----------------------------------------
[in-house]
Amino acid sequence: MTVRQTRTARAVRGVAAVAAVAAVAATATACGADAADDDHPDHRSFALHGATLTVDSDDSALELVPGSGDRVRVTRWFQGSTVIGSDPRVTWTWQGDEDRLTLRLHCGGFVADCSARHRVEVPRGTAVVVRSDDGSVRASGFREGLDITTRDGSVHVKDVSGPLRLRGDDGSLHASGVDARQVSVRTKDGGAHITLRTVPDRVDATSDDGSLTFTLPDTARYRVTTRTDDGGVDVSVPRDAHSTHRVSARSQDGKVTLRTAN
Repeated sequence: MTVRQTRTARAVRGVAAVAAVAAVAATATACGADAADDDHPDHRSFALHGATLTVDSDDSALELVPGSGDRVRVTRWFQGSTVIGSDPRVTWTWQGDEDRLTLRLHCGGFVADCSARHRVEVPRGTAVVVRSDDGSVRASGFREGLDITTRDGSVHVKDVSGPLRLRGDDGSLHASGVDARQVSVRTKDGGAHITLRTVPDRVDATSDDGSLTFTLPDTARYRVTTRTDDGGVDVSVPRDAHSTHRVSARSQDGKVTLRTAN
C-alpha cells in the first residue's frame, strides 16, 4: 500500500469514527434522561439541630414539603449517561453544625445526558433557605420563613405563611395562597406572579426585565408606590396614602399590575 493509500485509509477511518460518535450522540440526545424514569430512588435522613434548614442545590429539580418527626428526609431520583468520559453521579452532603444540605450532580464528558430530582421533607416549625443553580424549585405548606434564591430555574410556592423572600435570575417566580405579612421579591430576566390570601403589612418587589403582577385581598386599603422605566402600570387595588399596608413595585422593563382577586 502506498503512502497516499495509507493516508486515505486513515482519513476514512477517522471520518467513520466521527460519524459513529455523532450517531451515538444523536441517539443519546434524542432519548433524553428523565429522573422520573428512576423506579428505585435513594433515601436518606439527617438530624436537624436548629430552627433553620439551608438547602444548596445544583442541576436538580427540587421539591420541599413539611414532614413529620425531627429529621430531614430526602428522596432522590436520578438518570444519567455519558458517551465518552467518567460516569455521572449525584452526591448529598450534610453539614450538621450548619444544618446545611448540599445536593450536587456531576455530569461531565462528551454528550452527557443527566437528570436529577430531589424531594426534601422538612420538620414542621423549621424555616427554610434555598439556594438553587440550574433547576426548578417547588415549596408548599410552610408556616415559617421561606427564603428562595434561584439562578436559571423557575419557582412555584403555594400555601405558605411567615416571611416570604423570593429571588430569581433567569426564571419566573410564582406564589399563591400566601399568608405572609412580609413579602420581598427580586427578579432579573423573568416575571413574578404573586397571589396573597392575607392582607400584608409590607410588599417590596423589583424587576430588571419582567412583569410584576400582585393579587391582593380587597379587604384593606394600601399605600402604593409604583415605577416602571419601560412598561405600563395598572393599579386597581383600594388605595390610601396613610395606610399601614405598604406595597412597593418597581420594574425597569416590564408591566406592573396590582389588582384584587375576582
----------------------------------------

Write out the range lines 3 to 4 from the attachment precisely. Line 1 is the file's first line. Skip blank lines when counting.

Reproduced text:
Repeated sequence: MTVRQTRTARAVRGVAAVAAVAAVAATATACGADAADDDHPDHRSFALHGATLTVDSDDSALELVPGSGDRVRVTRWFQGSTVIGSDPRVTWTWQGDEDRLTLRLHCGGFVADCSARHRVEVPRGTAVVVRSDDGSVRASGFREGLDITTRDGSVHVKDVSGPLRLRGDDGSLHASGVDARQVSVRTKDGGAHITLRTVPDRVDATSDDGSLTFTLPDTARYRVTTRTDDGGVDVSVPRDAHSTHRVSARSQDGKVTLRTAN
C-alpha cells in the first residue's frame, strides 16, 4: 500500500469514527434522561439541630414539603449517561453544625445526558433557605420563613405563611395562597406572579426585565408606590396614602399590575 493509500485509509477511518460518535450522540440526545424514569430512588435522613434548614442545590429539580418527626428526609431520583468520559453521579452532603444540605450532580464528558430530582421533607416549625443553580424549585405548606434564591430555574410556592423572600435570575417566580405579612421579591430576566390570601403589612418587589403582577385581598386599603422605566402600570387595588399596608413595585422593563382577586 502506498503512502497516499495509507493516508486515505486513515482519513476514512477517522471520518467513520466521527460519524459513529455523532450517531451515538444523536441517539443519546434524542432519548433524553428523565429522573422520573428512576423506579428505585435513594433515601436518606439527617438530624436537624436548629430552627433553620439551608438547602444548596445544583442541576436538580427540587421539591420541599413539611414532614413529620425531627429529621430531614430526602428522596432522590436520578438518570444519567455519558458517551465518552467518567460516569455521572449525584452526591448529598450534610453539614450538621450548619444544618446545611448540599445536593450536587456531576455530569461531565462528551454528550452527557443527566437528570436529577430531589424531594426534601422538612420538620414542621423549621424555616427554610434555598439556594438553587440550574433547576426548578417547588415549596408548599410552610408556616415559617421561606427564603428562595434561584439562578436559571423557575419557582412555584403555594400555601405558605411567615416571611416570604423570593429571588430569581433567569426564571419566573410564582406564589399563591400566601399568608405572609412580609413579602420581598427580586427578579432579573423573568416575571413574578404573586397571589396573597392575607392582607400584608409590607410588599417590596423589583424587576430588571419582567412583569410584576400582585393579587391582593380587597379587604384593606394600601399605600402604593409604583415605577416602571419601560412598561405600563395598572393599579386597581383600594388605595390610601396613610395606610399601614405598604406595597412597593418597581420594574425597569416590564408591566406592573396590582389588582384584587375576582